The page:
African orphan crops, blockchain, biotechnology and agribusiness

  • 30th April 2018
  • by secretary
25 April 2018. Meise/Brussels. The consultation between African Diaspora Agro-entrepreneurs and researchers resulted in a strong recommendation for more research into the domestication of African orphan crops and indigenous medicinal plants and wild fruits for nutritious food and healthcare.

Biotechnology may play a central role to overcome the challenges in the domestication and result in the creation of thousands of jobs in innovative agro-processing and transformation of traditional crops and herbs.

Forthcoming: Blog post on the indigenous plants with high nutritional  value and economic potential  presented during the guiding tour at the Botanical Garden of Meise/Brussels.

The consultation recognized the essential role of public funding to avoid bio-piracy (intended and unintended) and privatization which may lead to restricted benefit sharing

The European Research programme Horizon 2020 and the African Union Research Grant should support the Gates funded initiative sequencing — and resequencing — the genomes of 101 plants for the African Orphan Crops Consortium (AOCC), an international effort to improve nutrition in Africa through genome-assisted breeding resources and training. See following references:

Partnerships should be established between bio technology researchers and the vast collection of  African orphan crops and indigenous medicinal plants and wild fruits currently preserved in European botanical gardens.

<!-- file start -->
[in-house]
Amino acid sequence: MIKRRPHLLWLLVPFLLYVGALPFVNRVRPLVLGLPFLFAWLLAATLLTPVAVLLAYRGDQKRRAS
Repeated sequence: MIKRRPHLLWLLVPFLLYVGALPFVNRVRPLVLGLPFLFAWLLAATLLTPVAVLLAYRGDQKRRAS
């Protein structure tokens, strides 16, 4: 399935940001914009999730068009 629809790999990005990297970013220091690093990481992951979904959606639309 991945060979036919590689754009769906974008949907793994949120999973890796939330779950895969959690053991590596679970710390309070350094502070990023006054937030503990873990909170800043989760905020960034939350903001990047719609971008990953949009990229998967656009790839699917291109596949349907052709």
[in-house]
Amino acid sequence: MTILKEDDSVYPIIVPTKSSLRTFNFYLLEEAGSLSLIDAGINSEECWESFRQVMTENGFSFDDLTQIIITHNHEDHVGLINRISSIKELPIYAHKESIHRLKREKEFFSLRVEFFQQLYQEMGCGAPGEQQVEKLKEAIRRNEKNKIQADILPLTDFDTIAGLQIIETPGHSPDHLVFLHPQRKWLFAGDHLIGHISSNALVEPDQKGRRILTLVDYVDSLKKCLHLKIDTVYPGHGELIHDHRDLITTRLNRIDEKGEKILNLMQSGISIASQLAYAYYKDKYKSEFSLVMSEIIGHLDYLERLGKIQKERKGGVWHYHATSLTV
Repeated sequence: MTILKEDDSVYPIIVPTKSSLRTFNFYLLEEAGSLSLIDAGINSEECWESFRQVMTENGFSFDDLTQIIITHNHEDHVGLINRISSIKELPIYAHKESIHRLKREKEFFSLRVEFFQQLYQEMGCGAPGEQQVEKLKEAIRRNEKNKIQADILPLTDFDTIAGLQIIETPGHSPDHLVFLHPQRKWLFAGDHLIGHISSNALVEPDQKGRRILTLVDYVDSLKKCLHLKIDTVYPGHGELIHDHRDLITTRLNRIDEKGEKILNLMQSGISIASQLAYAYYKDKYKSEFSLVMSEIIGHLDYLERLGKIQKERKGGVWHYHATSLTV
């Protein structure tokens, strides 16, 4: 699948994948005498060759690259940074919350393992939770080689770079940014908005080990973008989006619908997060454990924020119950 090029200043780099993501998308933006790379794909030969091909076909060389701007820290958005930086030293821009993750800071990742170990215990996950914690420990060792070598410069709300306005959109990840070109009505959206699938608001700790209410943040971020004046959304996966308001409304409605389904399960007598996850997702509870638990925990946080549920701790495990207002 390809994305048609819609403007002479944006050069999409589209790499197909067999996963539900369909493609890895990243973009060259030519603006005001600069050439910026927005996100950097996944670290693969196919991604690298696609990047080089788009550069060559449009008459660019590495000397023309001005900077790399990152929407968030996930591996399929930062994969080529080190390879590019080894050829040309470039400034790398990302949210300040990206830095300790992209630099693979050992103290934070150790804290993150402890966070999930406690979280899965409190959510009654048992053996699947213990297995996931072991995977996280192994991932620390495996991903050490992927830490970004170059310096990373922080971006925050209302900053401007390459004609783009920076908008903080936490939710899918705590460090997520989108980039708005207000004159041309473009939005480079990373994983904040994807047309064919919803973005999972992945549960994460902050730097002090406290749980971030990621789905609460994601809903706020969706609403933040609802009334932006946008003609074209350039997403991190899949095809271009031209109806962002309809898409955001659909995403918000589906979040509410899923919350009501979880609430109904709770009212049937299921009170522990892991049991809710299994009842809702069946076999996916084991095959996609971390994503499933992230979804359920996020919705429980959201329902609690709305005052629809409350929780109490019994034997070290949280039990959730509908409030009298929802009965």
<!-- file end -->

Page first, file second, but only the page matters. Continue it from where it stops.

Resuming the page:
• the Horizon 2020 funded BigPicnic project brings together the public, scientists, policy-makers and industry to help tackle the global challenge of food security.
  • BigPicnic is being carried out by 19 partner organisations comprising international leaders in the fields of food security, public engagement and participatory techniques.
  • BigPicnic Partners span 12 countries across Europe, and one in Africa.
  • The majority of Partners are botanic gardens, but also include universities, a science shop, an institute for art, science and technology, and an international NGO.

23 January 2018. World Economic Forum. Bio-Inspired Innovation Unleashed
What if the DNA of all life on Earth was entered into a database we could mine for new medicines, fuels and other breakthroughs? Learn how efforts to sequence all known plants and animals in the next decade are laying the foundation for a new wave of innovation.

  • Harris Lewin, Professor of Evolution and Ecology, University of California, Davis